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What are coach screws used for?
Also known as lag screws, they are heavy duty screws and are designed for metal to timber connections, or to join heavy timbers. They are often also known as lag bolts'
How to choose the right type and size
How do you choose the right screws for your application? And how do you select the right sizes?
Selecting the right size;
Coach screws (also known as lag bolts) have two measurements. The M rating is the diameter of the screw thread; the measure in mm is the length of the screw from screw tip to the underside of the hexagonal head.
So, for example, a screw with the dimensions M8 x 100mm is 8mm in diameter at the thread’s maximum width and 100mm in length from screw tip to the base of the screw head. The screw head itself remains proud of the drill hole.
Our heavy-duty coach screws are available in the following diameters:
M6, M8, M10, M12, M16 and M20.
And in the following lengths to join all sizes of heavy timbers:
25mm, 30mm, 40mm, 50mm, 60mm, 65mm, 70mm, 75mm, 80mm, 90mm, 100mm, 120mm, 130mm, 140mm, 150mm, 160mm, 175mm, 180mm, 200mm, 220mm, 250mm, 260mm, 280mm and 300mm. That's a lot of sizes!
Please note that not all diameters are available in every length.
Stainless steel, passivated or galvanised screws?
Browse our range and you’ll typically see three types available: passivated, galvanised and stainless steel.
Galvanised are zinc coated, low cost steel screws. Typically a matt finish, these screws are often used in automotive parts, sheet metals, industrial applications and construction. The zinc coating offers corrosion resistance, making galvanised coach screws suitable for outdoor, hot, wet and humid environments.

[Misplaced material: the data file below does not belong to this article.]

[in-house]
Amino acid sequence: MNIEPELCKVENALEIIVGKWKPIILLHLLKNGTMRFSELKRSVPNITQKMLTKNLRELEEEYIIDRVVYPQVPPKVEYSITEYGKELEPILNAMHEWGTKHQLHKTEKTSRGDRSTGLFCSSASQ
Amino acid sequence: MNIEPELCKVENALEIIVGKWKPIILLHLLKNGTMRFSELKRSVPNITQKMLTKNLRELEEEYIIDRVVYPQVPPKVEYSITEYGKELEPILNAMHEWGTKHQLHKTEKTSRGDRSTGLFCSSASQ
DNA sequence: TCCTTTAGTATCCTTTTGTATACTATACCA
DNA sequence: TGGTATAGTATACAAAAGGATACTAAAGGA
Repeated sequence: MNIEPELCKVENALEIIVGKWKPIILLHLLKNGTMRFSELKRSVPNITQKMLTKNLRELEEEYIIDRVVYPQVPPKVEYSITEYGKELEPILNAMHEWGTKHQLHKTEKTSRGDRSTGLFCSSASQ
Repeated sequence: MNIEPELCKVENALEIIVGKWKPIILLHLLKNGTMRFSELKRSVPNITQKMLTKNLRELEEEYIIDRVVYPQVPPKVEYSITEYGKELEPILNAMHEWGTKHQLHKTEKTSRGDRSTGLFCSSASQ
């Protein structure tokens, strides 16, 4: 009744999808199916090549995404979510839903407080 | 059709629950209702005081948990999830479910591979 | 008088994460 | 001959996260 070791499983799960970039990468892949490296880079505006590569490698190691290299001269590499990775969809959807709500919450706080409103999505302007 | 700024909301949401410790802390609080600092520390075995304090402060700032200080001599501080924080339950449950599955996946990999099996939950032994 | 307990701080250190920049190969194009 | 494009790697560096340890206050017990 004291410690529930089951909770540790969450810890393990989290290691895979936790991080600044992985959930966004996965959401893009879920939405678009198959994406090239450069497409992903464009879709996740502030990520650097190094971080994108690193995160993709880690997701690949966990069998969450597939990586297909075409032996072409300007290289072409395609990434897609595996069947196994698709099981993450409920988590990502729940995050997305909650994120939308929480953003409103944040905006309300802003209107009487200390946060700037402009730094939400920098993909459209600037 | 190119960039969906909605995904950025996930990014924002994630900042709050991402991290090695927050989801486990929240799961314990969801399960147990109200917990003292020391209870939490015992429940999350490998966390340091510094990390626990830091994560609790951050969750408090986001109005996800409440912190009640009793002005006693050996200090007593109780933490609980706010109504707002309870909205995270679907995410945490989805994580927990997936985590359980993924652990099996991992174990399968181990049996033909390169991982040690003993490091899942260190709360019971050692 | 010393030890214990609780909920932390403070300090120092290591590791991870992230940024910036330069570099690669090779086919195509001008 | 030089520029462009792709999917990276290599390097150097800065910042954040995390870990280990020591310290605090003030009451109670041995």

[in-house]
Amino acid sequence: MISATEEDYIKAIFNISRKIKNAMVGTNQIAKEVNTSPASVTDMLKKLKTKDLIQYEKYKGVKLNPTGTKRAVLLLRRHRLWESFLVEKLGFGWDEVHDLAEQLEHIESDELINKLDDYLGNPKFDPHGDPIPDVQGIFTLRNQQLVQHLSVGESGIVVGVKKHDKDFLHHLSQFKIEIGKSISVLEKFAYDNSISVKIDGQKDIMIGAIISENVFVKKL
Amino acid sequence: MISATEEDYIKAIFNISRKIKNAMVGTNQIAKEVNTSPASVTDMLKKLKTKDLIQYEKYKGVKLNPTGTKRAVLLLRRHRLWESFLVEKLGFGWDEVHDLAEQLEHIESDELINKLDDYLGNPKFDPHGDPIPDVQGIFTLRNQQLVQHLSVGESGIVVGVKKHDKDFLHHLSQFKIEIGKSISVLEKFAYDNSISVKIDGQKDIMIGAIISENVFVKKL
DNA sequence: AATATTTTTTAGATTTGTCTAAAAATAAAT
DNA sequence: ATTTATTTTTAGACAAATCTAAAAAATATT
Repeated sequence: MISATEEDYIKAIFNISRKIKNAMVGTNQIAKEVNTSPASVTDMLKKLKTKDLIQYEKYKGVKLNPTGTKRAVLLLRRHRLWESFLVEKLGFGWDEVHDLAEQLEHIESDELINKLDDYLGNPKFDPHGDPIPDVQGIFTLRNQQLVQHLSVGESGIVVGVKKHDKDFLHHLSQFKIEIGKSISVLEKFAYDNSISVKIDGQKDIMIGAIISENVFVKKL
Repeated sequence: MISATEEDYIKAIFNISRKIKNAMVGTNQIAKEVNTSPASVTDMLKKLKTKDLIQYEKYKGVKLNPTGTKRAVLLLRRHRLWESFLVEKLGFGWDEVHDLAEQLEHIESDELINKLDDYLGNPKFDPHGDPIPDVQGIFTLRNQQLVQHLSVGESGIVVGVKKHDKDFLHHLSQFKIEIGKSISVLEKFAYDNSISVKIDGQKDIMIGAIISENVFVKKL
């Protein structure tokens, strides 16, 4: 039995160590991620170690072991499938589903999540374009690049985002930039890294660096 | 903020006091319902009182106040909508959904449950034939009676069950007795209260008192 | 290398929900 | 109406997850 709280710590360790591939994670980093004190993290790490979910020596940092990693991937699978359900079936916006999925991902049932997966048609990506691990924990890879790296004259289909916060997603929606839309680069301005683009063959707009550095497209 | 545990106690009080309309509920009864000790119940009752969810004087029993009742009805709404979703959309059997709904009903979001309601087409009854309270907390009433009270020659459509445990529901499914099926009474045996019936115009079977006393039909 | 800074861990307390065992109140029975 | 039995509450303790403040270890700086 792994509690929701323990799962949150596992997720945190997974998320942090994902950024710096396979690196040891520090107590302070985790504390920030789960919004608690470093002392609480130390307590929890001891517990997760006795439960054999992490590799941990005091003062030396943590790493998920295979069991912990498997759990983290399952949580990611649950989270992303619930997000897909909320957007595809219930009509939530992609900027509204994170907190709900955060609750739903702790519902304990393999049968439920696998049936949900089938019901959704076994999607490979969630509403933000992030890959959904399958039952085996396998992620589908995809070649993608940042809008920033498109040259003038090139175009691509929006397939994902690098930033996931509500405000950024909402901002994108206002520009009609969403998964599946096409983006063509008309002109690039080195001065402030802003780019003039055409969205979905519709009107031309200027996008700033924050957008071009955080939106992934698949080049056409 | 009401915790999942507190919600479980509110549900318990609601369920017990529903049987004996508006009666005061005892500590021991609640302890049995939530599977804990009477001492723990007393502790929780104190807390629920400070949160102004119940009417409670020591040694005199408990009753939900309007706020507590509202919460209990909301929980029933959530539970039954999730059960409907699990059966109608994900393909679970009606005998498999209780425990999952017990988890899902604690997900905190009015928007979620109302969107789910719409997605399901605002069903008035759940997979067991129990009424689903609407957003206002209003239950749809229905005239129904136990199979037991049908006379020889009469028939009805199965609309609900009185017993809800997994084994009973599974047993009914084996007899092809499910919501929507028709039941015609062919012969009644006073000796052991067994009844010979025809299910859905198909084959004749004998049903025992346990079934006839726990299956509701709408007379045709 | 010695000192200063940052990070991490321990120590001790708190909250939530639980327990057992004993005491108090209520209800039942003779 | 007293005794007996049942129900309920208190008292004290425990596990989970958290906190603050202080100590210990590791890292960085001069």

Passivated (or zinc plated) are electroplated using a zinc coating. Many of our passivated products are then finished in a yellow chromate. Passivation offers increased corrosion resistance, although for maximum corrosion resistance use a galvanised screw. Unlike the galvanised option, however, passivated screws typically have a high-shine finish and are ideal for applications where aesthetics are important.
Stainless steel types are ideal for outdoor use. Because there’s no coating (the corrosion resistance comes from the screw’s composition) stainless steel coach screws are our most durable type, and are also resistant to the oils and acids in many timbers.
How to use coach screws
To avoid splitting timbers, drill a pilot hole before inserting any screw. Pilot holes should be half the diameter of the screw when using softwoods, and three quarters its diameter when working with hardwoods.
So, if you’re working with pine and you’re using a 12mm (M12) screw, drill a 6mm pilot hole. For the same screw in mahogany, make the pilot hole 8mm. To avoid overdriving the screw when working with timber, use a washer.
Drive the screws into place using the correct size spanner or socket. In applications where the finish is important, take care not to scratch the surface of the screw.
Which ones are right for you?
Tradefix Direct is the trusted name for reliable, great value screws in the UK. To find out which ones are right for your project, call us on 0161 794 1783.